Jake Herbert and I created BASE wrestling, but before we get into what it is, I am going to tell the history of our friendship.
Jake Herbert and I have know each other since he visited Michigan on a recruiting trip while choosing which university to attend. I was his host for the weekend and showed him around the campus. He ended up picking Northwestern over Michigan, but we’ve remained friends since.
During Jake’s redshirt year at Northwestern in 2003 he competed at the US Open. At this tournament we would eventually wrestle each other in a match in which I tore his ACL. The way Jake tells the story, I tore his ACL, stood over him, spit on his knee then called him a wimp. I actually felt so terrible for what happened that I went to check on him at the medical tent. Jake eventually had surgery, went through rehab and placed 3rd at the NCAA championship as a freshman that next season. You can watch Jake speak about this experience at the banquet before the Dapper Dan all star match on Flowrestling.
That spring we become training partners at the Overtime School of Wrestling under Sean Bormet. While Sean was at Overtime he attracted many top wrestlers from around the country including Donny Priztlaff, Matt Gentry, Ryan and Josh Churella, Andrew Howe (started training with us as a high school junior), Clint Wattenburg, Damion Hahn and Teyon Ware (just to name a few). Even current UFC Champion Chris Weidman found his way to Overtime for a training camp. These camps were set up as a training ground for the New York Athletic Club wrestlers in preparation for the biggest events of the season. Before Sean was able to get all the wrestlers training together each athlete would be home training themselves with a limited number of partners. The idea behind this kind of training is genius, but most wrestlers are too scared to train with their competition in fear of giving up secrets. Despite that idea, we looked at this opportunity as a way we all could get better by taking advantage of each other. The best relationships are the ones that are mutually beneficial and what we had at Overtime was exactly that.
Though the two of us were in the same weight class, we could see the benefit of training with each other. The results proved it and by 2006 Jake was 2nd at the NCAA Championship and I had made my first world team. In 2007 I was 2nd on the National Team after losing to Joe Williams in three matches at the trial. That year Joe would end up 5th in the world in Azerbaijan. Jake, on the other hand, won his first NCAA Championship going undefeated the entire year. Heading into 2008 we felt that we were two of the top contenders to make the Olympic team and Jake took an Olympic redshirt so he could chase his dream to do just that.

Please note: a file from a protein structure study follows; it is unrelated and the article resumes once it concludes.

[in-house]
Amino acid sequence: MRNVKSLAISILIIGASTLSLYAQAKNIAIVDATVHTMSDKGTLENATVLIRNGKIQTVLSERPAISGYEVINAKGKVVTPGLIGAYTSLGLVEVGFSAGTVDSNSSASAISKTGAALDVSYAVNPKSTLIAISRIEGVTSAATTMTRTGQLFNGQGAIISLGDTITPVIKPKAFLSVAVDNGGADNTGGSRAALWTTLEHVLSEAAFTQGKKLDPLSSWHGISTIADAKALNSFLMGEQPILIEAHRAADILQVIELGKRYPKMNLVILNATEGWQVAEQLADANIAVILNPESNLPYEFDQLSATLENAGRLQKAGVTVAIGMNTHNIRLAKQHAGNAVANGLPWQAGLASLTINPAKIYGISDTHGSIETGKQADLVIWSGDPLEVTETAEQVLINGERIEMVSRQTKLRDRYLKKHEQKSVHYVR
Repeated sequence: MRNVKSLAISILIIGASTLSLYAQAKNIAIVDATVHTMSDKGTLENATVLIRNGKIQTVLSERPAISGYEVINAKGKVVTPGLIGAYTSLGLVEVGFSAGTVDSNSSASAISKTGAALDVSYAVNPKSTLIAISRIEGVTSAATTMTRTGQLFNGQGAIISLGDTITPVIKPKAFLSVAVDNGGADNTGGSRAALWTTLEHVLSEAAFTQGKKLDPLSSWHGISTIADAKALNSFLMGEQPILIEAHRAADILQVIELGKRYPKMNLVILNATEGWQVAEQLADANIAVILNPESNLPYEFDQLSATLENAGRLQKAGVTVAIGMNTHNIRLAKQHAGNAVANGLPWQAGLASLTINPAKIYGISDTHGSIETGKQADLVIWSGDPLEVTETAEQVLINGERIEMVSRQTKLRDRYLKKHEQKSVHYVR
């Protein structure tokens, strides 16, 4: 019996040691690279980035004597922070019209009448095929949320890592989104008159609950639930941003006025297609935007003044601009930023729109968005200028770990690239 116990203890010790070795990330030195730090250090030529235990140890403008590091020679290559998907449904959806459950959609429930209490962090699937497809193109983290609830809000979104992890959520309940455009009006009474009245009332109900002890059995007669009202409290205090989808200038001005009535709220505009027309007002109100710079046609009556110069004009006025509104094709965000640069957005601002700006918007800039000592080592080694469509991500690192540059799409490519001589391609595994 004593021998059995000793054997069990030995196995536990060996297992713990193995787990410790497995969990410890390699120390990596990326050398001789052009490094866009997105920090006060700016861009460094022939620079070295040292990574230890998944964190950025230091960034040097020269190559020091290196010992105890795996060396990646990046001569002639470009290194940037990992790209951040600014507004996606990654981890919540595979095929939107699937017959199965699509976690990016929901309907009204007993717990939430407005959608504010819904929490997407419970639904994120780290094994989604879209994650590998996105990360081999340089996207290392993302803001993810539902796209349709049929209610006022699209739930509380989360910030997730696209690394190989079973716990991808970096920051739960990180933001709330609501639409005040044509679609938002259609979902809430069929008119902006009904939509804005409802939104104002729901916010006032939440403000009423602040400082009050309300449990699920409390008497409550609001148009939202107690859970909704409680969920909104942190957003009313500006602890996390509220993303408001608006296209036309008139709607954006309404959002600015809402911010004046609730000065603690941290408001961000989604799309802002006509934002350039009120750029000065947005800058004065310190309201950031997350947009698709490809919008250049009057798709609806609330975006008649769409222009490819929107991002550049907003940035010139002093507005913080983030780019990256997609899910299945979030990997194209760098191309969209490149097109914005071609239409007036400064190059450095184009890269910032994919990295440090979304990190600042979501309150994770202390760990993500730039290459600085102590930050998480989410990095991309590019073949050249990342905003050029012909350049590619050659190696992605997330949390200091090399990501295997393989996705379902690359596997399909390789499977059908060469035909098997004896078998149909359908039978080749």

Since Jake was not in class that year, I invited him to Ann Arbor so we could train for a few days and wrestle a match during the intermission of a dual between the University of Michigan and the University of Illinois. I approached Joe McFarland about the possibility of this match to get practice in while getting some exposure for freestyle wrestling. Nobody had scheduled a match like this before so it was a pretty new idea. By luck the Big Ten Network picked up the dual to be their match of the week. The Big Ten Network was excited to find out we had this exhibition set up and they were more than happy to broadcast the match during intermission when they usually take commercial breaks and do commentary. I ended up losing to Jake, my second loss to him that year - he’d beaten me for the first time at the Sunkist Kids International Tournament in Phoenix, AZ at the beginning of that season.
As history would tell it, I made the Olympic team and Jake would go undefeated the following year to win his second NCAA Championship. After graduating in 2009, Jake made the world team at 84kg and placed 2nd at the World Championship in Herning, Denmark. I moved up a weight class for the world team trials and placed 2nd behind Jake Varner. During this summer I moved to Colorado Springs to train at the Olympic Training Center. Zeke Jones had just taken the job as National Team coach and Brandon Slay was hired as the resident coach of the training center. We also had a new freestyle team leader in Mike Novogratz. To give some incentive to athletes to move out to the training center Mike rented myself, Jake and the Paulson twins a nice house on a golf course. I enjoyed this arrangement, as everyone else had only committed at living there part time and most of the time I had the house to myself.
At the end of the season in 2010 Jake remained number one in the country by winning the World Team Trials. He went on to be eliminated in the first round of the world championships in Moscow, Russia by the same Cuban wrestler who eliminated me two years earlier in the first round of the Olympics. Personally, I was having the worst year of my international career. The previous four years I was 1st, 2nd, 1st, 2nd and now after recovering from a staph infection in my ankle I lost one match at the world team trials and finished in 4th place. I was very disappointed in my performance which lead me to make the decision to move to Vladikavkaz, Russia full time to train for the next year. Vladikavkaz, Russia in one of the top cities in the world to train and they have produced many of the world’s best wrestlers.